Ali Riaz, professor of politics and government at Illinois State University in the United States, told this correspondent that the Bangladeshi state, irrespective of which party is in power, has failed the minorities - religious, ethnic and others - since its inception.

"Therefore, a sense of insecurity and a feeling of marginalisation are always present. The sense of communal harmony has diminished significantly over the past decades for several reasons, particularly because of the changes in the society and polity," he said. 

Rising anti-India sentiment

Riaz said the controversial National Register of Citizens (NRC) carried out in Assam, the Indian state bordering Bangladesh, and the subsequent passage of the CAA by India have accentuated anti-Hindu and anti-Indian sentiments in Bangladesh. 

As many as 12 organisations arranged a protest rally in Dhaka after the Indian government enacted the CAA. Bangladesh’s highest circulated daily, Prothom Alo, also carried a number of reports in which it said, the CAA will create anxiety and tension in Bangladesh, where "a huge number of the population has been historically anti-India" and "the number is increasing."

Riaz said the anti-India sentiment is rising because they have come “at the heel of unfounded allegations of mass migration from Bangladesh, threat to 'push in' alleged Bangladeshis, describing Bangladeshis as 'termites', putting Bangladesh under pressure and completely disregarding the Bangladeshi perception."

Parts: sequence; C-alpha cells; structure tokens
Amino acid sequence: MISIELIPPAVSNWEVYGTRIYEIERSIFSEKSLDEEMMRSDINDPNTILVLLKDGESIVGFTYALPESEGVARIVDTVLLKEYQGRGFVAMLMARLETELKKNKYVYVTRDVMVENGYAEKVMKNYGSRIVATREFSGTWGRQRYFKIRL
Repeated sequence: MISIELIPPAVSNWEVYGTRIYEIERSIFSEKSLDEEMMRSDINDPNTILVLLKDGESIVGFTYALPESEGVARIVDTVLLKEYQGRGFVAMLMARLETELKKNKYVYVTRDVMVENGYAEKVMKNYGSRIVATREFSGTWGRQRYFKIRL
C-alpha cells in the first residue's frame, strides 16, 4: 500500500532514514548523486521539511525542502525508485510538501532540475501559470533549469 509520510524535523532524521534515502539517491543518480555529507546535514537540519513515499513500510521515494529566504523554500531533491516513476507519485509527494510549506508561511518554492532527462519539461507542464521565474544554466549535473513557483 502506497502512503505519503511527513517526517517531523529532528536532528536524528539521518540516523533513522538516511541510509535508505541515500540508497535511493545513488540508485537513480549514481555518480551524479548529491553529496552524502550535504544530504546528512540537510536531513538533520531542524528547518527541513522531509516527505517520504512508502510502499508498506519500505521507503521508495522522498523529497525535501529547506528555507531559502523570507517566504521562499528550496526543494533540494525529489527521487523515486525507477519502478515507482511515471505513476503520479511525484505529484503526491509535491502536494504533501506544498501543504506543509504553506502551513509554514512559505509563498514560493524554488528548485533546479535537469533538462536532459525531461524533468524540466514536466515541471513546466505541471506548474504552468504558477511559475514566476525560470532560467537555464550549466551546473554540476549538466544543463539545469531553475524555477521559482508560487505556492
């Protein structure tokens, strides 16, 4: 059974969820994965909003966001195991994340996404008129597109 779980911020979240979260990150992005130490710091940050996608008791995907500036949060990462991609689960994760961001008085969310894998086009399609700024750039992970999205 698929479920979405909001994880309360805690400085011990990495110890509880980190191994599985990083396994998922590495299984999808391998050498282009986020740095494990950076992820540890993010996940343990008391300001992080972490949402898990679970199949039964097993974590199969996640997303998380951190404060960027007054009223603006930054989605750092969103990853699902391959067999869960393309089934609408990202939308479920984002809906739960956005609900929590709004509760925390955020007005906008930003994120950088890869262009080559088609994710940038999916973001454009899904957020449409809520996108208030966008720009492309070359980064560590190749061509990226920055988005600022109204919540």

Bangladeshi Muslims feel a sense of religious affinity with the Muslims in India and consider New Delhi's measures as highly discriminatory against them, said Riaz. 

But the academic points to another reason why popular sentiments against India are on the rise in Bangladesh. He said there has always been a strand within Bangladesh which feels that India acts like a "big brother" to Bangladesh.

 For Riaz, the ruling Awami League insisting on "a golden era of relationship" with India, is the primary source of discontent in Bangladesh.

 "It is now evident that Bangladesh has conceded more than what it received from India since 2009. It was expected that it will change over time, that India will reciprocate, and some semblance of balance will be established. But after almost a decade of waiting, patience is running out," he said.

 Riaz counted India's stand on the Rohingya crisis, the sharing of water between the two neighbours, border killings and trade deficit, as the reasons for the rising discontent.

Muktiforum editor Roy agreed, saying the situation is more complex than a simple narrative of communal hatred towards the Bangladeshi Hindus.

"The BJP in India is trying to turn India into a Hindu nation, so the communal angle that pre-existed but was latent, is now getting a political justification," he said.

Source: TRT World